Senator Linda Sanborn, a Democrat who has practiced family medicine, said the bill was to prevent “an impending disaster” in a state with one of the lowest vaccination rates in the country. Five percent of Maine’s kindergarten students have non-medical exemptions from vaccination, compared with a national average of 2 percent.

She said other fatal diseases could follow the fate of smallpox, which was globally eradicated through vaccination efforts, adding: “It takes a community caring about not just ourselves but our neighbors to make this happen.”

Senate Republicans, including Scott Cyrway, opposed the bill as government overreach into the private sphere.

“We’re forcing someone to do something when we don’t really have to,” Cyrway said.

In neighboring Vermont, lawmakers voted in 2015 to remove philosophical exemptions while leaving in place religious ones. As a result, more parents sought and received those exemptions – 3.9 percent in 2017, up from 0.9 percent in 2015, according to the state’s Department of Health.

In Maine, the amended bill will go back to the House, which can vote either to accept or reject the amendment. If both chambers cannot agree, the bill dies.

A spokeswoman for the House did not immediately respond to a request for comment.

There have been no measles cases in Maine since 2007, but officials have worried about recent outbreaks of whooping cough, another childhood disease for which there is a mandatory vaccination.

Only three states have outlawed any non-medical exemptions for vaccinations – California, Mississippi and West Virginia.

(Reporting by Jonathan Allen; Editing by Scott Malone and Peter Cooney)

U.S. House to vote to reinstate net neutrality rules in April

By David Shepardson

WASHINGTON (Reuters) – The Democratic-led U.S. House of Representatives will vote in April on a bill to reinstate landmark net neutrality rules repealed by the Federal Communications Commission under U.S. President Donald Trump.

House Majority Leader Steny Hoyer said in a letter to colleagues on Thursday seen by Reuters that lawmakers will vote on the bill dubbed the “Save the Internet Act” during the week of April 8.

The bill mirrors an effort last year to reverse the FCC’s December 2017 order that repealed rules approved in 2015 that barred providers from blocking or slowing internet content or offering paid “fast lanes.”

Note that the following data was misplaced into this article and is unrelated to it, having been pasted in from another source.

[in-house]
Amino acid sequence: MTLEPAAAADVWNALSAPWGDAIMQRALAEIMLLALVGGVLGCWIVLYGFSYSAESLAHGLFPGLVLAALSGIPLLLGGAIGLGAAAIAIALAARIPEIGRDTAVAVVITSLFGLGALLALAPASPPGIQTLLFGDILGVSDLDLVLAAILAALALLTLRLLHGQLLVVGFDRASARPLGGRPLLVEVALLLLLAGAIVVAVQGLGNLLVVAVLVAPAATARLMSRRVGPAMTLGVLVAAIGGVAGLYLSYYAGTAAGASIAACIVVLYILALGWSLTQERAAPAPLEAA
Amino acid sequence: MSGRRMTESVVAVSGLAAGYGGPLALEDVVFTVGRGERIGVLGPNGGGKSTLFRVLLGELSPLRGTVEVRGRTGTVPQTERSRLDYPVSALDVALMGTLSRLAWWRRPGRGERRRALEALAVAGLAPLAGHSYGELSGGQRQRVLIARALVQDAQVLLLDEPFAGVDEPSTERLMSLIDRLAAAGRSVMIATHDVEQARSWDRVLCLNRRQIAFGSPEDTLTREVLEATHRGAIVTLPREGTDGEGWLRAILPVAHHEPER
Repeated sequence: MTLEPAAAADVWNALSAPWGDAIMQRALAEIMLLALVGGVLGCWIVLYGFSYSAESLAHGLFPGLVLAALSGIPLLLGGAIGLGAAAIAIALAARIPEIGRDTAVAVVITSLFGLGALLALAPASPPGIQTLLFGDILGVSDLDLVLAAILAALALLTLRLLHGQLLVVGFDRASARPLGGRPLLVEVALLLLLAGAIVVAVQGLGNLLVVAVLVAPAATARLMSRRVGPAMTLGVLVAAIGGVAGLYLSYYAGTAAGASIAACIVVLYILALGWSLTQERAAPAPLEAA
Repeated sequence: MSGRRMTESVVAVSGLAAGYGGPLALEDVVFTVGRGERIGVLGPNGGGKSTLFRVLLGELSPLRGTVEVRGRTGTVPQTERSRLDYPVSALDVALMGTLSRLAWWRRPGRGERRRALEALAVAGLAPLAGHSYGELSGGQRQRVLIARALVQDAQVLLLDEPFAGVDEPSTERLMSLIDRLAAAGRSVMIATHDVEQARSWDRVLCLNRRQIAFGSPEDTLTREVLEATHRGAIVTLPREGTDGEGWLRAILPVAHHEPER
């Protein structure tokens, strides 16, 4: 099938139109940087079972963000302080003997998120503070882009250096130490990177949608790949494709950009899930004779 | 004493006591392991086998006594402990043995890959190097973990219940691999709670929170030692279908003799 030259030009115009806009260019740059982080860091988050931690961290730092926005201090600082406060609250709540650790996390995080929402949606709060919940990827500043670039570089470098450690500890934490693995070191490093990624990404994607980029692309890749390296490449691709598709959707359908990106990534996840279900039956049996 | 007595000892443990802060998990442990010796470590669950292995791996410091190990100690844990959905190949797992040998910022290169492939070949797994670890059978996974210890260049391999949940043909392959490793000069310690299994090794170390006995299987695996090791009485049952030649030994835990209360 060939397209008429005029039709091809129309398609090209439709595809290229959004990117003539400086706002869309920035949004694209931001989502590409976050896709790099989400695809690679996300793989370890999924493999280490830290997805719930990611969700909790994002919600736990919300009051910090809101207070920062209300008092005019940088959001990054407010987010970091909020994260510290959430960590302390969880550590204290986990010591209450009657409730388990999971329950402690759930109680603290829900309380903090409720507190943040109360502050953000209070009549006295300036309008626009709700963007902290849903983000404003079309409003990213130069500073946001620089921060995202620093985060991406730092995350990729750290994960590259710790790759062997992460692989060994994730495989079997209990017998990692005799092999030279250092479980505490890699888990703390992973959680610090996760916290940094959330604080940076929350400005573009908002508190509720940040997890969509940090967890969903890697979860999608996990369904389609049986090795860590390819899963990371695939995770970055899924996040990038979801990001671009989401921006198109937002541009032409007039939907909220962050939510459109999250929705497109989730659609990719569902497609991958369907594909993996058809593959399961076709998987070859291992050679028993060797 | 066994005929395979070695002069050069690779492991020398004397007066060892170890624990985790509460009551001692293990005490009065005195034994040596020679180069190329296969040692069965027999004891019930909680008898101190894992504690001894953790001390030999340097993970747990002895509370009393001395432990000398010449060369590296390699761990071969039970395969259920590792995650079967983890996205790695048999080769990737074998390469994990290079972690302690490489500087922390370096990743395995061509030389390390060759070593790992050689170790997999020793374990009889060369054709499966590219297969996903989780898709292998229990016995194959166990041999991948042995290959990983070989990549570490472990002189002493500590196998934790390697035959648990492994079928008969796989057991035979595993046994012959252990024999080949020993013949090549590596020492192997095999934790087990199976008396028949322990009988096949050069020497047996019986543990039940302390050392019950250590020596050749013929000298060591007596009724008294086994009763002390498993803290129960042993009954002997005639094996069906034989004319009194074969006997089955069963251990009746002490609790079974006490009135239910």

The reversal of net neutrality rules was a win for internet providers like Comcast Corp, AT&T Inc and Verizon Communications Inc, but opposed by content and social media companies like Facebook Inc, Amazon.com Inc and Alphabet Inc.

The bill would repeal the order introduced by FCC Chairman Ajit Pai, bar the FCC from reinstating it or substantially similar order and reinstate the 2015 net neutrality order. Republicans oppose reinstating the 2015 rules that grant the FCC sweeping authority to oversee the conduct of internet providers.

The Senate, which is controlled by Republicans, voted in May 2018 to reinstate the rules, but the House did not take up the issue before Congress adjourned last year. The White House opposes reinstating the net neutrality rules and it is not clear that proponents will be able to force a vote in the Senate.

(Reporting by David Shepardson; Editing by Tom Brown)

Senate votes to terminate Trump national emergency

U.S. President Donald Trump walks down the U.S Capitol steps with Speaker of the House Nancy Pelosi (D-CA) after they both attended the 37th annual Friends of Ireland luncheon at the U.S. Capitol in Washington, U.S., March 14, 2019. REUTERS/Jonathan Ernst

WASHINGTON (Reuters) – The U.S. Senate on Thursday joined the House of Representatives in passing legislation that would defy President Donald Trump by terminating the national emergency on the southern border that he declared on Feb. 15.